Follow these simple tips to get the most out of roasting different cuts of beef, such as foreribs, sirloin, toprump and fillet. Our recipes include beef and dumplings, beef pho and rib of beef with tarragon and port.
One of the prime roasting cuts because the main lean muscle is nicely marbled and the whole joint is covered with a natural layer of fat. It is usually roasted on the bone. However, it is important to ask your butcher to chine the backbone for you, i.e. saw through the bones to semi-detach the backbone from the ribs. This makes carving easier.
Can be roasted on the bone, but because of its size it is commonly boned and rolled, enabling the butcher to prepare smaller joints. Sirloin carries less fat than the rib and is very tender, so it is one of the more expensive cuts.
Topside, silverside and top rump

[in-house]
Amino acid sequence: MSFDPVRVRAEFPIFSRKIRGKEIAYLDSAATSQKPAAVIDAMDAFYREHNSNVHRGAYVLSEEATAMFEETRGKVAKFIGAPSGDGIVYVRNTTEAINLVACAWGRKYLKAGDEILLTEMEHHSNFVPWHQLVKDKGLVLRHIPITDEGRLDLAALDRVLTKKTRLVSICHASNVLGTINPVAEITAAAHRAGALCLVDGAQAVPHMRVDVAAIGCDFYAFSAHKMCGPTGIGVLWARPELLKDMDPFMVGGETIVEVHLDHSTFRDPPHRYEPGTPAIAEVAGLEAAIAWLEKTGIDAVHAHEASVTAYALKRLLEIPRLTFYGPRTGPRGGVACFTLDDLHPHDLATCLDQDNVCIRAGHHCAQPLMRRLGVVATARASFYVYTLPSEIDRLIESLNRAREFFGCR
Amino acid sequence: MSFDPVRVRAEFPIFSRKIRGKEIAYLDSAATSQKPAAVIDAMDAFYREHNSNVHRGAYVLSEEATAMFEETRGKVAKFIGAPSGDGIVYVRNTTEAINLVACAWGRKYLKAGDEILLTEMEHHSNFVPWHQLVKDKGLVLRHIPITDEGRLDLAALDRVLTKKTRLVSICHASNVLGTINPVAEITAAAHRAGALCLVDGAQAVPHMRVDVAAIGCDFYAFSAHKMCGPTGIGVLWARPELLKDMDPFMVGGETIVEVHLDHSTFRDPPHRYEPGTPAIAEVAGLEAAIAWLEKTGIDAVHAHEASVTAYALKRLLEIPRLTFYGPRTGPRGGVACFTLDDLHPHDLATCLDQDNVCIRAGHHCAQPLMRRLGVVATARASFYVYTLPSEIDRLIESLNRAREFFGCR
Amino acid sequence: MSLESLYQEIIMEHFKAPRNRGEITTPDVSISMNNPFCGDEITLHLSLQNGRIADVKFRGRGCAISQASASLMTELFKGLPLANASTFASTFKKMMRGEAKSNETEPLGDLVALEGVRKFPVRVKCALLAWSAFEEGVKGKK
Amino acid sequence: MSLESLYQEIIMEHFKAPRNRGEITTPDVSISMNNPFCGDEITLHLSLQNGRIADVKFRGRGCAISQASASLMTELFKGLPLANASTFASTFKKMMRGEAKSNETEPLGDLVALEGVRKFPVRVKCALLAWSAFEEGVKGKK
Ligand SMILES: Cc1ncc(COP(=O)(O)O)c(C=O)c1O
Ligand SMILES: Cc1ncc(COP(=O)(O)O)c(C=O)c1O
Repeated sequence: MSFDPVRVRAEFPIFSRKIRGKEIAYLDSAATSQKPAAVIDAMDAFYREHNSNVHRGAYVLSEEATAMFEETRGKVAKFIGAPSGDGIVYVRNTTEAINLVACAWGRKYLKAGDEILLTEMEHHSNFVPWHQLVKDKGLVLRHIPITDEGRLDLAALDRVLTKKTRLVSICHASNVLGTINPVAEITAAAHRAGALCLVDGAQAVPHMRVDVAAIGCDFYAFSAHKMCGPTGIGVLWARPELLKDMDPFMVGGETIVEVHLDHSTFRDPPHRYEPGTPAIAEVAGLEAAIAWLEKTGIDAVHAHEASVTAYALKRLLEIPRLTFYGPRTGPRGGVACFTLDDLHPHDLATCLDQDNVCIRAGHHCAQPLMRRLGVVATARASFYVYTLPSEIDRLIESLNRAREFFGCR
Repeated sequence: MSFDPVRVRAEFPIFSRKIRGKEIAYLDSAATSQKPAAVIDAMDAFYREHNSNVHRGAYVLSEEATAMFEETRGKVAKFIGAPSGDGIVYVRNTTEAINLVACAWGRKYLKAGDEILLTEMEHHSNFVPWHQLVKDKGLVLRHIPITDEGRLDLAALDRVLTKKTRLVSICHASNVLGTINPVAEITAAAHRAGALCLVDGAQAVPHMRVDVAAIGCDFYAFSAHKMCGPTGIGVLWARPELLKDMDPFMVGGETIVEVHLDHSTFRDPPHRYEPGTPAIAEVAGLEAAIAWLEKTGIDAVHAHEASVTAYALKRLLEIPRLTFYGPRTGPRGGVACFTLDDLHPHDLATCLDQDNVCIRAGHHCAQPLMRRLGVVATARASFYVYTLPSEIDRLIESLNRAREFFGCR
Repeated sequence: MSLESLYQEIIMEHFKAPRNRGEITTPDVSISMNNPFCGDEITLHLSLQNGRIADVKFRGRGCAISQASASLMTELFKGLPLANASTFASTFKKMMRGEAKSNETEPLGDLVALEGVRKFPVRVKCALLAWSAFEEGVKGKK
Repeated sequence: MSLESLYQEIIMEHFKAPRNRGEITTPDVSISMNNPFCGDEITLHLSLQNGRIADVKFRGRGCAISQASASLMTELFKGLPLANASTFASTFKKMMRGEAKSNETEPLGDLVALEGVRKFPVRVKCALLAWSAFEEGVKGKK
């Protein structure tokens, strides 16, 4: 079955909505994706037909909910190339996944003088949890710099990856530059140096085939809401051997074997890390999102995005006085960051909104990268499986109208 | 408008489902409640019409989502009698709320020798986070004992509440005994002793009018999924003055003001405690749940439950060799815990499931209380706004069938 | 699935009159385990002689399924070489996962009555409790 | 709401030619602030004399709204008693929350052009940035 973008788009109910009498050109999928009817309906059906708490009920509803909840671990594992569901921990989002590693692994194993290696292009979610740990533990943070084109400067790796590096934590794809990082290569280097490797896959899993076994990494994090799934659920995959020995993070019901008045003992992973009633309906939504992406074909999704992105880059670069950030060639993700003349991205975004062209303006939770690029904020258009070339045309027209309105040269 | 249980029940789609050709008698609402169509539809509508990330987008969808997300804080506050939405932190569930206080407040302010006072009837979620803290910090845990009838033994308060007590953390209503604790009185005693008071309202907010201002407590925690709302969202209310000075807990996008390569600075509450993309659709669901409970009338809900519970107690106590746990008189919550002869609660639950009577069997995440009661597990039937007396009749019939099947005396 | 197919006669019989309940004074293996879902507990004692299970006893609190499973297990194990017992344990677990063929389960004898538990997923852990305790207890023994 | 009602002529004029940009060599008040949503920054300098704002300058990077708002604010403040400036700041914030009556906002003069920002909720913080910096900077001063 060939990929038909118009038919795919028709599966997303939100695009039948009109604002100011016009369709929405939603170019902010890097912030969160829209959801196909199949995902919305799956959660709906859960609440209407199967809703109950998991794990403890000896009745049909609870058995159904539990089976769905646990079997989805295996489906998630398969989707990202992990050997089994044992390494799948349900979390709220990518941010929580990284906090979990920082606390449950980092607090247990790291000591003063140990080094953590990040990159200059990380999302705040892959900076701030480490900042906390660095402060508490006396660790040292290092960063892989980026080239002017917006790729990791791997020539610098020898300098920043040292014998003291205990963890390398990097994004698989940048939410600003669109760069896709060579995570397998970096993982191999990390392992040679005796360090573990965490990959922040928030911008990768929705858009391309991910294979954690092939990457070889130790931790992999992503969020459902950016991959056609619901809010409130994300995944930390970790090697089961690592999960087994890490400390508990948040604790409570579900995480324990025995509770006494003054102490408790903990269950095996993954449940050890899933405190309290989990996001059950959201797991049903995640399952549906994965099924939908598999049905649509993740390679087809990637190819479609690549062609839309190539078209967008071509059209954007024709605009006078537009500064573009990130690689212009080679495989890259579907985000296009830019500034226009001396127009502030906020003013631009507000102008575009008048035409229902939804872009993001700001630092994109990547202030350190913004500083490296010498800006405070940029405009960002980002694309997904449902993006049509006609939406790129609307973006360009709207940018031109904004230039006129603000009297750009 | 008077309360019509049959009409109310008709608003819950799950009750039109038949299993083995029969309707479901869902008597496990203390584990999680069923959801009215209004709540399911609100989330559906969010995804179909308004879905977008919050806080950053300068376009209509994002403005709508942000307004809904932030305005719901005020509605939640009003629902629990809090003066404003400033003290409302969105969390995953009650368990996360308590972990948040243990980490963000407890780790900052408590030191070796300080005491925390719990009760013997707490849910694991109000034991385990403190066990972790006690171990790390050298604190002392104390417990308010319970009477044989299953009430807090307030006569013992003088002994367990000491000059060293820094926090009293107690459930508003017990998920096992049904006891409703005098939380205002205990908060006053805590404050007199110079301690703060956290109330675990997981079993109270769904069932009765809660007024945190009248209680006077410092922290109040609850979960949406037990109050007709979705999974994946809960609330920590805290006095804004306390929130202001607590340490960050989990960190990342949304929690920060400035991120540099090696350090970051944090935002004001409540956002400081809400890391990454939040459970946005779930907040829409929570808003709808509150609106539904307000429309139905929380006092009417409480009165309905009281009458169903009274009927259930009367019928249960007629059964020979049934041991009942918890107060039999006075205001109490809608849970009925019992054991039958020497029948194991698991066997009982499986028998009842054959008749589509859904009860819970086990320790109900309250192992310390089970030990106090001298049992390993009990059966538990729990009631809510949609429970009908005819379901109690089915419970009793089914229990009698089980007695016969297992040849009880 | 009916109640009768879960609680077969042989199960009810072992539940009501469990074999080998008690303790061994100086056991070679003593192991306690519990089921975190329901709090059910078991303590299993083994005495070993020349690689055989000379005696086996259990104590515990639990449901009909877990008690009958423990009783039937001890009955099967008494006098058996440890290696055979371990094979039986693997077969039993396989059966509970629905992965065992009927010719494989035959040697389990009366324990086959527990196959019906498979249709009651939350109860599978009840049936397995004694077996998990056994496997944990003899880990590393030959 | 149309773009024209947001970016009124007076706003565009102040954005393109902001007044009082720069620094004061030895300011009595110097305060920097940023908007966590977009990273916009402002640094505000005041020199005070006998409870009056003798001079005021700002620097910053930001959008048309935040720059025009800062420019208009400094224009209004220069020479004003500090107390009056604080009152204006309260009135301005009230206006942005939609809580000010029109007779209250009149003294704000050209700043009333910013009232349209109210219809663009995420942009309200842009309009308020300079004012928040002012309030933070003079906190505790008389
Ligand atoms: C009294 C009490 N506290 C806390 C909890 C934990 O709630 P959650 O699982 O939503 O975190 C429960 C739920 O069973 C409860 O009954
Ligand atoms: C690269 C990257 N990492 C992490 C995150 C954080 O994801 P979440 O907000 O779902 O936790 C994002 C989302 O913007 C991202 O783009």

These three prime cuts are all fantastic for roasting, as they are very tender and can be carved into large lean slices. However, because the muscles used for these cuts carry less marbling, they are usually sold ‘barded’. This means that thin sheets of fat, usually taken from the flank of the same animal, are wrapped around the outside of the rolled muscle then tied in place with string to produce a neat, cylindrical joint.
This lean cut of beef can be roasted in one piece but benefits from the addition of bacon or some ‘barding’ fat (see above) to stop it drying out during roasting. Used to make the classic dish, beef Wellington.
Tips for roasting beef
- Let the meat come to room temperature before you cook it.
- Roast the beef at a high temperature (240°C/fan220°C/gas 9, or as high as your oven will go) for about 15 minutes to get the heat through to the centre of the joint. Then reduce the temperature to 190°C/fan170°C/gas 5 and continue to roast for 12-13 minutes per 500g for rare, 17-18 minutes per 500g for medium, or 22-24 minutes per 500g for well done.
- Rest the meat before carving. This allows the meat fibres – which contract in the oven – to relax again, so the meat will be more tender.